The Government of the Virgin Islands and Airbnb have signed a groundbreaking agreement in the Caribbean that will allow the platform to collect the 12.5 percent Hotel Room Occupancy Tax on behalf of hosts and remit the funds to the V.I. Bureau of Internal Revenue. It will also create a framework to help promote tourism to this destination, highlighting the cultural and historical heritage of this destination.
Airbnb has been investing in partnerships in the region to support a thriving community of homeowners who are renting their spaces and creating new flows of local economic benefits. Agreements have been signed with several countries and with the Caribbean Tourism Organization policy frameworks for this growing hospitality trend of home sharing. The recent announcement spearheads the company’s efforts in the Caribbean to collect and remit lodging taxes on behalf of hosts, allowing the hosts to comply and pay automatically.
“This is good for our government because it streamlines the collection process and enables more of our citizens to participate in the visitor industry. Our hospitality sector will also greatly benefit from the promotional reach of this multibillion-dollar organization,” Gov. Kenneth Mapp said in a statement.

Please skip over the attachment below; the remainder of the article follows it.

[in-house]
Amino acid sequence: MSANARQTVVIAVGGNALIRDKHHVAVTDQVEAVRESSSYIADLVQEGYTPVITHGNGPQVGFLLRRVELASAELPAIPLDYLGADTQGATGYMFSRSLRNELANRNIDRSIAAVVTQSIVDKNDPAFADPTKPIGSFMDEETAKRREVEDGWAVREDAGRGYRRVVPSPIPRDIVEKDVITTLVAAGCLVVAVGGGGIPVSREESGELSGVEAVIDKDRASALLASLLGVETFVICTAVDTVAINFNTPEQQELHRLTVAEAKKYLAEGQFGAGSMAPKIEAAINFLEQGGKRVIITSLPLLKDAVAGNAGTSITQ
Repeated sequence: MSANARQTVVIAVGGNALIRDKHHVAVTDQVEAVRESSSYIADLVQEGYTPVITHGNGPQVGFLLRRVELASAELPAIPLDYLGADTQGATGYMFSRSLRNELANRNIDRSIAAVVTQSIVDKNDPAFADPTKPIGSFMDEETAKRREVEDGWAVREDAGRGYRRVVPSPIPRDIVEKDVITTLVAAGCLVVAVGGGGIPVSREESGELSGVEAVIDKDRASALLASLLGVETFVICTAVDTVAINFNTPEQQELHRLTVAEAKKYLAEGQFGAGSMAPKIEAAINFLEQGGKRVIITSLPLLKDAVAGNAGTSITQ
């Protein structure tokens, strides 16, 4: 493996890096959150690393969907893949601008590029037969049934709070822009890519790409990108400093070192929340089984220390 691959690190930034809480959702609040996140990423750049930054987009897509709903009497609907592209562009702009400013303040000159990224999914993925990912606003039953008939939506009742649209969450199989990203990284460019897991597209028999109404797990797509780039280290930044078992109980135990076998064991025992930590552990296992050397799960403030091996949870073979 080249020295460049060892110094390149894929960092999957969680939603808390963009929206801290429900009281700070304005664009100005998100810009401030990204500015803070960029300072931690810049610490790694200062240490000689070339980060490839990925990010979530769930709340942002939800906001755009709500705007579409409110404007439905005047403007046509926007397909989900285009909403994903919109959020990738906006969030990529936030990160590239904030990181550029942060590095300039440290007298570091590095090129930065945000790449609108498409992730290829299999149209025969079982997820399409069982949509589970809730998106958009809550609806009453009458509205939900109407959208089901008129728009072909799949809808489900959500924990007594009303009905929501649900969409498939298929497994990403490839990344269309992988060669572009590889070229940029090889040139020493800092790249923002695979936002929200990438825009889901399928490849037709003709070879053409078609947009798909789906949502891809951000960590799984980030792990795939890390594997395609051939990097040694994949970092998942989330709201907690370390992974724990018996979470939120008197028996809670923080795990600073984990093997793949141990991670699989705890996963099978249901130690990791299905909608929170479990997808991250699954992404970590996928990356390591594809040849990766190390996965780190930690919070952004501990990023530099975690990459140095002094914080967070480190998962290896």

The agreement with Airbnb is a component of the Mapp-Potter Administration’s Five Year Plan to fully restore economic stability to the V.I. Government through economic growth, increased revenue collection and better resource management. It will help improve and diversify the tourism industry and create unique experiences for and by the locals of St. Croix, St. John and St. Thomas and their visitors.
Airbnb has about 2,000 active listings across the U.S. Virgin Islands and a typical Airbnb host earns USD $7,700 a year. Local authorities also point to the importance of the growth and diversification of tourism to the island as well as the improvement of tax collection for both hosts and government.
“This agreement brings to the table a well-resourced partner to help with our efforts to attract people to our islands,” said Commissioner of Tourism Beverly Nicholson-Doty.
“This voluntary collection agreement for the hotel room tax provides the bureau with an additional resource to ensure that the tax is collected and remitted in a timely manner. We look forward to pursuing this additional avenue of increasing the tax revenue from Airbnb hosts as they participate in our territory’s tax regime by fulfilling their filing and payment obligations,” said Marvin Pickering, director of the V.I. Bureau of Internal Revenue.